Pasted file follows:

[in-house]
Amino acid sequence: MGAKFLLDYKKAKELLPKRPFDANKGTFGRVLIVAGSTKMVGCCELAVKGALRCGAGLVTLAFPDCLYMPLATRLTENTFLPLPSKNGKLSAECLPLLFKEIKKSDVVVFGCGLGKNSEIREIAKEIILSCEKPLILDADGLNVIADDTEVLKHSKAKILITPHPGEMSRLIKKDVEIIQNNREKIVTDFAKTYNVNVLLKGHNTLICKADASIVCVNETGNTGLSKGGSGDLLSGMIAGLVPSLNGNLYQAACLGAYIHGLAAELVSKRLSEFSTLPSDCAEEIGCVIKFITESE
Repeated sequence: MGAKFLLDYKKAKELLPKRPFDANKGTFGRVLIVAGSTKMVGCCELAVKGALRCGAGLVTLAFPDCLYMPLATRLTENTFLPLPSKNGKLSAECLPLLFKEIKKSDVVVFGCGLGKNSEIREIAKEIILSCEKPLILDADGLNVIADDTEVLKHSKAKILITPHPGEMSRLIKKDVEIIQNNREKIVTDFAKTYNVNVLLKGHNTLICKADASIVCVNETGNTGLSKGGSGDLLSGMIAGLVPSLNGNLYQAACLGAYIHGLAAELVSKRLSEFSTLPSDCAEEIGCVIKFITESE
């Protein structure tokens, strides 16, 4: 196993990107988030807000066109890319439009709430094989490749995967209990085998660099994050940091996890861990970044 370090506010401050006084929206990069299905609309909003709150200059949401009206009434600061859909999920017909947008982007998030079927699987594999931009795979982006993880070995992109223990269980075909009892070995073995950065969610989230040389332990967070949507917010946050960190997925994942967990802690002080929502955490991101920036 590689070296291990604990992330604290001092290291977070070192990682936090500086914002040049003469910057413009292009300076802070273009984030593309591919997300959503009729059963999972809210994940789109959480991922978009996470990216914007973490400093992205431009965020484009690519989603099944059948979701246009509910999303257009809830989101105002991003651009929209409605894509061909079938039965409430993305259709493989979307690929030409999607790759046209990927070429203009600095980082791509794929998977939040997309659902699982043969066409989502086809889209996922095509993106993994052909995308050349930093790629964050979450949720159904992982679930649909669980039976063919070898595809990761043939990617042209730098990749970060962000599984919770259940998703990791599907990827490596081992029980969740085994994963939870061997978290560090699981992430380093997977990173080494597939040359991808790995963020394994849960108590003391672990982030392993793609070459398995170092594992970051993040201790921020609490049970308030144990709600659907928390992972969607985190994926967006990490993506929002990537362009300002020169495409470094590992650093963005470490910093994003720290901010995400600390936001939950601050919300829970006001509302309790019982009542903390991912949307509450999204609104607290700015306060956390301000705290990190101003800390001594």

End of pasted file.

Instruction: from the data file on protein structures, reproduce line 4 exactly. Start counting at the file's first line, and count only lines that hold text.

């Protein structure tokens, strides 16, 4: 196993990107988030807000066109890319439009709430094989490749995967209990085998660099994050940091996890861990970044 370090506010401050006084929206990069299905609309909003709150200059949401009206009434600061859909999920017909947008982007998030079927699987594999931009795979982006993880070995992109223990269980075909009892070995073995950065969610989230040389332990967070949507917010946050960190997925994942967990802690002080929502955490991101920036 590689070296291990604990992330604290001092290291977070070192990682936090500086914002040049003469910057413009292009300076802070273009984030593309591919997300959503009729059963999972809210994940789109959480991922978009996470990216914007973490400093992205431009965020484009690519989603099944059948979701246009509910999303257009809830989101105002991003651009929209409605894509061909079938039965409430993305259709493989979307690929030409999607790759046209990927070429203009600095980082791509794929998977939040997309659902699982043969066409989502086809889209996922095509993106993994052909995308050349930093790629964050979450949720159904992982679930649909669980039976063919070898595809990761043939990617042209730098990749970060962000599984919770259940998703990791599907990827490596081992029980969740085994994963939870061997978290560090699981992430380093997977990173080494597939040359991808790995963020394994849960108590003391672990982030392993793609070459398995170092594992970051993040201790921020609490049970308030144990709600659907928390992972969607985190994926967006990490993506929002990537362009300002020169495409470094590992650093963005470490910093994003720290901010995400600390936001939950601050919300829970006001509302309790019982009542903390991912949307509450999204609104607290700015306060956390301000705290990190101003800390001594």